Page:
Just down the street from the Wolfsburg factory in Germany rests Volkswagen’s own museum of classic vehicles, and among those is one of the most unique sports cars ever designed: the SP2.
The SP2 was born in the late 1960s in Volkswagen’s Brazilian arm. With the end of the original Karmann Ghia, VW Brazil was left without a sports model, and government rules all but barred imports. The new German manager of the unit, Rudoph Leiding, set out to design one himself, using the VW Type 3 chassis as a base. What flowed from his sketches was a two-seat hatchback that combined several trends in styling for the era – from the long hood to side gills on the rear pillars and low-slug lights – while looking unlike anything Volkswagen had built before.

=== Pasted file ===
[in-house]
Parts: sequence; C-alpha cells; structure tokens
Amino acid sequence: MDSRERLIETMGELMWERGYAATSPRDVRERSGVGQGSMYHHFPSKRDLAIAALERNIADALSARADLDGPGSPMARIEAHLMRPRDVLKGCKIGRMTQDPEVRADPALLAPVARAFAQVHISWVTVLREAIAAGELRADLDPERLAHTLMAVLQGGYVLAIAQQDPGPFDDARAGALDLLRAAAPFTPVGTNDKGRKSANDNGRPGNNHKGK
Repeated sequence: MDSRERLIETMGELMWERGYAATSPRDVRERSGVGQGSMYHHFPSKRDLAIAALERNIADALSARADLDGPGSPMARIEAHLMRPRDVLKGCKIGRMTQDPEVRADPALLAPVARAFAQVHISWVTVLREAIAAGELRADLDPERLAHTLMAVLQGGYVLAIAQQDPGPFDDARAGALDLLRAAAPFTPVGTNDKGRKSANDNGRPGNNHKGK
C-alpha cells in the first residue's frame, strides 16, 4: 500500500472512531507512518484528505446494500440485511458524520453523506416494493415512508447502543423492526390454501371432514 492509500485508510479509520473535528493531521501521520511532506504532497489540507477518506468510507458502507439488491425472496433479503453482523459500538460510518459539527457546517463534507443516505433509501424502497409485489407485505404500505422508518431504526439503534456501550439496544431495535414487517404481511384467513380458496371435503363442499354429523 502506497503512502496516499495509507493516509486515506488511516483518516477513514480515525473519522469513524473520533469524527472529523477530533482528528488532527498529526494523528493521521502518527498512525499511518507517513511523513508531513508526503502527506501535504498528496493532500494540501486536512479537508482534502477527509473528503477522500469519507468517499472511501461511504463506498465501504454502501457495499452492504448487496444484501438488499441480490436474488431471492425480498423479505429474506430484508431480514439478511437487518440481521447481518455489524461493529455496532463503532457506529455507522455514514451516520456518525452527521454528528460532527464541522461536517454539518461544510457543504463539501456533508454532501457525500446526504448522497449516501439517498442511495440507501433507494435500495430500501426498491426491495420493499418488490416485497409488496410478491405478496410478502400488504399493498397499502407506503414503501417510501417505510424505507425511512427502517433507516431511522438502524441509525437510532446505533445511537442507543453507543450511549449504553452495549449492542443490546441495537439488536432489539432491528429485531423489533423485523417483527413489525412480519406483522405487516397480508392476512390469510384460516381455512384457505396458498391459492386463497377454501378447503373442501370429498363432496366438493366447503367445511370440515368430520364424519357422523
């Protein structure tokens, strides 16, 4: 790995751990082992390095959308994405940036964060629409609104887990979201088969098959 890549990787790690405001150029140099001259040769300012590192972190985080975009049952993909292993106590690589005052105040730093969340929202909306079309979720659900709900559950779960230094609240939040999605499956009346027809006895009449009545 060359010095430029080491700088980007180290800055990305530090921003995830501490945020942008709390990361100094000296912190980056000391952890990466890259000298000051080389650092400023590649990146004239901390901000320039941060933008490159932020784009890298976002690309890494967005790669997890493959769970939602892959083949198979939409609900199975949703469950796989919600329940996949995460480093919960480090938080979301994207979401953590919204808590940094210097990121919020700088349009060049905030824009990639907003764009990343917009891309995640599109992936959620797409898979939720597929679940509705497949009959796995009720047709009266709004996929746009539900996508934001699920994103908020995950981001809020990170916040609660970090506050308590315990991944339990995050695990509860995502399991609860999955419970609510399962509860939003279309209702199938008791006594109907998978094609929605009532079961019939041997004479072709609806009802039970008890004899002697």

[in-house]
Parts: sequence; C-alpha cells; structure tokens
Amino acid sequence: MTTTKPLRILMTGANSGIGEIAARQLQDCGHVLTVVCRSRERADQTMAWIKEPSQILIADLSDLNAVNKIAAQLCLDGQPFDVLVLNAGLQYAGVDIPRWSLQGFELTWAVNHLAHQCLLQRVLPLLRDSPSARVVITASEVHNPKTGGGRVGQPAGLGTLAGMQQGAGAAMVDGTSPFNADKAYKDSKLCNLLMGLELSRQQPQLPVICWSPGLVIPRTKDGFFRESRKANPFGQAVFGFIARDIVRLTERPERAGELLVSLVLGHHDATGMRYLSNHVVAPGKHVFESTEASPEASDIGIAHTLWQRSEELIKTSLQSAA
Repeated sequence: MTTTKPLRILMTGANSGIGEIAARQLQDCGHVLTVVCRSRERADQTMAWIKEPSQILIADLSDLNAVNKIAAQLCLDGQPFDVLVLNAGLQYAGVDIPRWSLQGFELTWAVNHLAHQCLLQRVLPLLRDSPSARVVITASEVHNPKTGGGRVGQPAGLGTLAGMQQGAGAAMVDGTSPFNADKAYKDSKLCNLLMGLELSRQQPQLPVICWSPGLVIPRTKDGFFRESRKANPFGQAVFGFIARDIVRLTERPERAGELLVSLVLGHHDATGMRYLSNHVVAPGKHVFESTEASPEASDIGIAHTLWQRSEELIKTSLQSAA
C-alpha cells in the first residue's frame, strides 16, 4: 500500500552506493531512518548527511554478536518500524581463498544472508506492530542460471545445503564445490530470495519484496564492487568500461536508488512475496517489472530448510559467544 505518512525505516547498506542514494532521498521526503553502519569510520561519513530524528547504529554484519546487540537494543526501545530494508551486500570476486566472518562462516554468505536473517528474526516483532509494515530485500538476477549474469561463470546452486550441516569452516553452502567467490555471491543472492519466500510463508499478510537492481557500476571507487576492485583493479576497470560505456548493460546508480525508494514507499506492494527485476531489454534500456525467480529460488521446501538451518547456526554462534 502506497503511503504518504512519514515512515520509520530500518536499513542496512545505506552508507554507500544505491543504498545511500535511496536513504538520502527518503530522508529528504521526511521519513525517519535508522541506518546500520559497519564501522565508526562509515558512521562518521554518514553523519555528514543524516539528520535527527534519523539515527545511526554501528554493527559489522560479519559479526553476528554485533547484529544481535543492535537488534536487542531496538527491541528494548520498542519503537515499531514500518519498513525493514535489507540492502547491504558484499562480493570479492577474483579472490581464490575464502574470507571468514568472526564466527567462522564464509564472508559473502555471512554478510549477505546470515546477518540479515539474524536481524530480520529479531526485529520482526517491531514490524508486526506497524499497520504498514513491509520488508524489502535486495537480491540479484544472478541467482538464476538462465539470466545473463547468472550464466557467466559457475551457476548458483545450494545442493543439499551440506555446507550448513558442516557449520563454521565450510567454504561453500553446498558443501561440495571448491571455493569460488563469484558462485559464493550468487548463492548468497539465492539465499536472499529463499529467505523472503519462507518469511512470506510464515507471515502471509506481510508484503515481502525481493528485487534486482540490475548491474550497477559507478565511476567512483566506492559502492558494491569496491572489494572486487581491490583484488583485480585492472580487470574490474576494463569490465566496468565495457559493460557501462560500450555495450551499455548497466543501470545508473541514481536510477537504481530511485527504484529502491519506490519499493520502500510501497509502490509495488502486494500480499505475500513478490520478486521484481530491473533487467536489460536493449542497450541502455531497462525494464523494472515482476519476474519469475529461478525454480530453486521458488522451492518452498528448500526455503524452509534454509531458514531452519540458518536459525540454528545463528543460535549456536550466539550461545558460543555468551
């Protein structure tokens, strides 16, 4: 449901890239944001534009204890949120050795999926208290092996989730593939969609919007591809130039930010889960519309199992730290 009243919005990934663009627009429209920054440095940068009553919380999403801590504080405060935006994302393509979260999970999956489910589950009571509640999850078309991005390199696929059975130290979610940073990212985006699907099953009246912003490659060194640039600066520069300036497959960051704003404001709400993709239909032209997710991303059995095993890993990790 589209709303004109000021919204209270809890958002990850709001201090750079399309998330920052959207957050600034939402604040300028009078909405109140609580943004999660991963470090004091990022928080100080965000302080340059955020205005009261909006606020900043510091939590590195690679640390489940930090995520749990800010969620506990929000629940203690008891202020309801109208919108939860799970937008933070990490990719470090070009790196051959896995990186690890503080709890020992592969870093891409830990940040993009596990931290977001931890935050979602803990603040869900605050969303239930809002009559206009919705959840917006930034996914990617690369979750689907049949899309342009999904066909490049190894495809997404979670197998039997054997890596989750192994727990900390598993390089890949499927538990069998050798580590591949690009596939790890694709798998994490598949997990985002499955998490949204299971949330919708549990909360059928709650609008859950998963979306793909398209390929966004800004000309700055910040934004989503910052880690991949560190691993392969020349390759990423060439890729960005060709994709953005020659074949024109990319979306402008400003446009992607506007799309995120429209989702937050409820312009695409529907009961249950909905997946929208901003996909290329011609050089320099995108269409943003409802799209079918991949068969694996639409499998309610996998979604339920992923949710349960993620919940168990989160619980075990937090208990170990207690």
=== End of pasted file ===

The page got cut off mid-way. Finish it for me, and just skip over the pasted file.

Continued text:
The resulting “Project X” two-seater was first shown in 1971 and went into production as the SP2. While “SP” officially stood for “Sao Paolo,” locals soon gave it the nickname “Sem Potência” – Portugese for “without power,” since its 74-hp flat-four meant the trip from 0 to 60 mph took a minimum of 16 seconds. But the interior was inviting enough, with leather seats, sporting three-spoke steering wheel and ample hatch, for the SP2 to remain in production for four years, with more than 10,000 examples built.
By the time the SP2 went on sale, Leiding had moved back to Germany and become chairman of Volkswagen, but was unable to expand the SP2 beyond Brazil due to changing government and manufacturing standards. Today, SP2 models are increasingly rare, and hard to find outside of their homeland.